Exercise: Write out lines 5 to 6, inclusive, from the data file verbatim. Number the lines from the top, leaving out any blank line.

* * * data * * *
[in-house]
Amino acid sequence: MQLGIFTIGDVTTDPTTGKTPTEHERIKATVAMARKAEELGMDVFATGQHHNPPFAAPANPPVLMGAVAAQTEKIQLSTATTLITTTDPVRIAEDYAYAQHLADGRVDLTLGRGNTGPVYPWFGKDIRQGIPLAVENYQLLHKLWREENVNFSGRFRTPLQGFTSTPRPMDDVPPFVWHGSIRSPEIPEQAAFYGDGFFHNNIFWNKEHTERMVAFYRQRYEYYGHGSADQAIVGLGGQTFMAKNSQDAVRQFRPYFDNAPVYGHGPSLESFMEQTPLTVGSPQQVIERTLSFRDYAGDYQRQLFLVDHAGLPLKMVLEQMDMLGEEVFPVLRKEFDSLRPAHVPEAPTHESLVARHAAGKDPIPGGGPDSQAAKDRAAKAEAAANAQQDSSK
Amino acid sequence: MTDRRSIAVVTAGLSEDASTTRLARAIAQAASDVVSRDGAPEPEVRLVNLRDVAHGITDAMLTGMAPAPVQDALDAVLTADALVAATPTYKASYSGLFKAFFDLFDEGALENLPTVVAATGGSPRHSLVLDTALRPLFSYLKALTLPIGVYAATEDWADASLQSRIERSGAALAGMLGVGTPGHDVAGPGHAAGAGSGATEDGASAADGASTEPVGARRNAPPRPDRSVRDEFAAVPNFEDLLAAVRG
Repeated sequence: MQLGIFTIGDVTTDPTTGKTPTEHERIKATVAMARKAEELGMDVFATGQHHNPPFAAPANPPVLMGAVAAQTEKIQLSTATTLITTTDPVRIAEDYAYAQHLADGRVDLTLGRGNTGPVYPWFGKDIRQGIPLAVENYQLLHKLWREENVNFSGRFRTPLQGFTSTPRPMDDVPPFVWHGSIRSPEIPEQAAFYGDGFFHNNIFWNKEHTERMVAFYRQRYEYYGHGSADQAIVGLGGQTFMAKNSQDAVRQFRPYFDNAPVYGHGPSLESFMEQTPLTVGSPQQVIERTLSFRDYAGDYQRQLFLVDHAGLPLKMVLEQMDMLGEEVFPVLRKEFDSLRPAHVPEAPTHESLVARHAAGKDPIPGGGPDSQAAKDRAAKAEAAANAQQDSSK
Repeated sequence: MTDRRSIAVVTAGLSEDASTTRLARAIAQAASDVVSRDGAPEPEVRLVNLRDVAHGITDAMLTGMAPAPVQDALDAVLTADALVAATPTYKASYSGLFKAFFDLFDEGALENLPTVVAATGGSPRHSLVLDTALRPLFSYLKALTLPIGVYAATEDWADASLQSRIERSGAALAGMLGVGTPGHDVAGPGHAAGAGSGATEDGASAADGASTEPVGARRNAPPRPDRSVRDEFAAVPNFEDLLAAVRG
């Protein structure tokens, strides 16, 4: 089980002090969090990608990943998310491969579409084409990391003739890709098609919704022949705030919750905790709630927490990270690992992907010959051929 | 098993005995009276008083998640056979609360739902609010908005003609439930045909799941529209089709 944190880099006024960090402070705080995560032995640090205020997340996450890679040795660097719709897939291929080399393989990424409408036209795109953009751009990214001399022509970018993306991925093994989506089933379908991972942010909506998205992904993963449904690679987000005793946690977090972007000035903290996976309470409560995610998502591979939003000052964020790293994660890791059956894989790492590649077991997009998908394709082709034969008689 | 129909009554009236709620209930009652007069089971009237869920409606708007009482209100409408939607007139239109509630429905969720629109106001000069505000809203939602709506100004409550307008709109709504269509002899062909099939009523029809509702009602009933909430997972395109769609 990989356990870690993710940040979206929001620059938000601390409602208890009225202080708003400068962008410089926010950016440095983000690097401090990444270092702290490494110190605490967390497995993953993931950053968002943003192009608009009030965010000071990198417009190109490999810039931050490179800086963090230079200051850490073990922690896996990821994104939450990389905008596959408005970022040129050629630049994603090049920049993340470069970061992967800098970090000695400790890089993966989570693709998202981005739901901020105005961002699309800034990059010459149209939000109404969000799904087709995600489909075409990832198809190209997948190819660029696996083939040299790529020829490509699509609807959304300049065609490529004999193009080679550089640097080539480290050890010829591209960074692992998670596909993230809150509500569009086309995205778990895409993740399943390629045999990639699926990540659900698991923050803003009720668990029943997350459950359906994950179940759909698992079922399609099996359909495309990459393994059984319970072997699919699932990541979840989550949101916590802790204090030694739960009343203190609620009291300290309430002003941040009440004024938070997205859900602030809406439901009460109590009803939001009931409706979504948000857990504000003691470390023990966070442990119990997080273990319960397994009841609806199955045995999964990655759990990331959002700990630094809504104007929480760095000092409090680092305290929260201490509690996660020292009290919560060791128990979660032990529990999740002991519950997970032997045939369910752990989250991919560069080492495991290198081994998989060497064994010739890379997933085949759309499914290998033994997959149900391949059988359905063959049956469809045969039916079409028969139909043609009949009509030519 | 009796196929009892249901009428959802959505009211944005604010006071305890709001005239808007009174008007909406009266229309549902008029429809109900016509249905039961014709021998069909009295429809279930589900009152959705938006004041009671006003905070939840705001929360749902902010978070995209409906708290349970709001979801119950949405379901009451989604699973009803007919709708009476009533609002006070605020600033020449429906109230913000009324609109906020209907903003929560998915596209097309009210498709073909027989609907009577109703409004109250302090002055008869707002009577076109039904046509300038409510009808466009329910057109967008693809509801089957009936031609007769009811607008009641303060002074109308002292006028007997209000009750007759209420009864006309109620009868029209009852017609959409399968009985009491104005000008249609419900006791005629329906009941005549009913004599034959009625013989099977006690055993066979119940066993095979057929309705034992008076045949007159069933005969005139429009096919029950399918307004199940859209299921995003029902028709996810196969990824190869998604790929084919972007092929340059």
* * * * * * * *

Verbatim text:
Repeated sequence: MTDRRSIAVVTAGLSEDASTTRLARAIAQAASDVVSRDGAPEPEVRLVNLRDVAHGITDAMLTGMAPAPVQDALDAVLTADALVAATPTYKASYSGLFKAFFDLFDEGALENLPTVVAATGGSPRHSLVLDTALRPLFSYLKALTLPIGVYAATEDWADASLQSRIERSGAALAGMLGVGTPGHDVAGPGHAAGAGSGATEDGASAADGASTEPVGARRNAPPRPDRSVRDEFAAVPNFEDLLAAVRG
């Protein structure tokens, strides 16, 4: 089980002090969090990608990943998310491969579409084409990391003739890709098609919704022949705030919750905790709630927490990270690992992907010959051929 | 098993005995009276008083998640056979609360739902609010908005003609439930045909799941529209089709 944190880099006024960090402070705080995560032995640090205020997340996450890679040795660097719709897939291929080399393989990424409408036209795109953009751009990214001399022509970018993306991925093994989506089933379908991972942010909506998205992904993963449904690679987000005793946690977090972007000035903290996976309470409560995610998502591979939003000052964020790293994660890791059956894989790492590649077991997009998908394709082709034969008689 | 129909009554009236709620209930009652007069089971009237869920409606708007009482209100409408939607007139239109509630429905969720629109106001000069505000809203939602709506100004409550307008709109709504269509002899062909099939009523029809509702009602009933909430997972395109769609 990989356990870690993710940040979206929001620059938000601390409602208890009225202080708003400068962008410089926010950016440095983000690097401090990444270092702290490494110190605490967390497995993953993931950053968002943003192009608009009030965010000071990198417009190109490999810039931050490179800086963090230079200051850490073990922690896996990821994104939450990389905008596959408005970022040129050629630049994603090049920049993340470069970061992967800098970090000695400790890089993966989570693709998202981005739901901020105005961002699309800034990059010459149209939000109404969000799904087709995600489909075409990832198809190209997948190819660029696996083939040299790529020829490509699509609807959304300049065609490529004999193009080679550089640097080539480290050890010829591209960074692992998670596909993230809150509500569009086309995205778990895409993740399943390629045999990639699926990540659900698991923050803003009720668990029943997350459950359906994950179940759909698992079922399609099996359909495309990459393994059984319970072997699919699932990541979840989550949101916590802790204090030694739960009343203190609620009291300290309430002003941040009440004024938070997205859900602030809406439901009460109590009803939001009931409706979504948000857990504000003691470390023990966070442990119990997080273990319960397994009841609806199955045995999964990655759990990331959002700990630094809504104007929480760095000092409090680092305290929260201490509690996660020292009290919560060791128990979660032990529990999740002991519950997970032997045939369910752990989250991919560069080492495991290198081994998989060497064994010739890379997933085949759309499914290998033994997959149900391949059988359905063959049956469809045969039916079409028969139909043609009949009509030519 | 009796196929009892249901009428959802959505009211944005604010006071305890709001005239808007009174008007909406009266229309549902008029429809109900016509249905039961014709021998069909009295429809279930589900009152959705938006004041009671006003905070939840705001929360749902902010978070995209409906708290349970709001979801119950949405379901009451989604699973009803007919709708009476009533609002006070605020600033020449429906109230913000009324609109906020209907903003929560998915596209097309009210498709073909027989609907009577109703409004109250302090002055008869707002009577076109039904046509300038409510009808466009329910057109967008693809509801089957009936031609007769009811607008009641303060002074109308002292006028007997209000009750007759209420009864006309109620009868029209009852017609959409399968009985009491104005000008249609419900006791005629329906009941005549009913004599034959009625013989099977006690055993066979119940066993095979057929309705034992008076045949007159069933005969005139429009096919029950399918307004199940859209299921995003029902028709996810196969990824190869998604790929084919972007092929340059």